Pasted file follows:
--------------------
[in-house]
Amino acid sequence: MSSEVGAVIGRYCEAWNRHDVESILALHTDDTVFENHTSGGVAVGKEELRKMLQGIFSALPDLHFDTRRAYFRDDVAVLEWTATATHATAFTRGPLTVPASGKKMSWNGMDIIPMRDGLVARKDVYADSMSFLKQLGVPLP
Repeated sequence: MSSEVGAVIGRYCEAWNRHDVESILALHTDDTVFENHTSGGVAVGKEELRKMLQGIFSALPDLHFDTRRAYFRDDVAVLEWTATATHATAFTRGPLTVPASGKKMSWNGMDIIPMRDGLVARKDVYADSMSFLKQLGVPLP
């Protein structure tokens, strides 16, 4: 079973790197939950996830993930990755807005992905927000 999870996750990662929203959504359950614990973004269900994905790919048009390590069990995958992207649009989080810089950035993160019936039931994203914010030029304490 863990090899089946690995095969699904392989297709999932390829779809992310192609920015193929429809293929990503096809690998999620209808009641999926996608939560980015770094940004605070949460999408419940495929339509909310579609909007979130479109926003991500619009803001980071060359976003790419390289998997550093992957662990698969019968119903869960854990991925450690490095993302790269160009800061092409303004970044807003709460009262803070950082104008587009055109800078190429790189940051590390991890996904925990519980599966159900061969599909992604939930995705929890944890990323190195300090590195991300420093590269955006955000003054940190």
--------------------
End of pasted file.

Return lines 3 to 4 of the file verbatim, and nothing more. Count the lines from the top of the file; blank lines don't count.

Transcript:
Repeated sequence: MSSEVGAVIGRYCEAWNRHDVESILALHTDDTVFENHTSGGVAVGKEELRKMLQGIFSALPDLHFDTRRAYFRDDVAVLEWTATATHATAFTRGPLTVPASGKKMSWNGMDIIPMRDGLVARKDVYADSMSFLKQLGVPLP
């Protein structure tokens, strides 16, 4: 079973790197939950996830993930990755807005992905927000 999870996750990662929203959504359950614990973004269900994905790919048009390590069990995958992207649009989080810089950035993160019936039931994203914010030029304490 863990090899089946690995095969699904392989297709999932390829779809992310192609920015193929429809293929990503096809690998999620209808009641999926996608939560980015770094940004605070949460999408419940495929339509909310579609909007979130479109926003991500619009803001980071060359976003790419390289998997550093992957662990698969019968119903869960854990991925450690490095993302790269160009800061092409303004970044807003709460009262803070950082104008587009055109800078190429790189940051590390991890996904925990519980599966159900061969599909992604939930995705929890944890990323190195300090590195991300420093590269955006955000003054940190």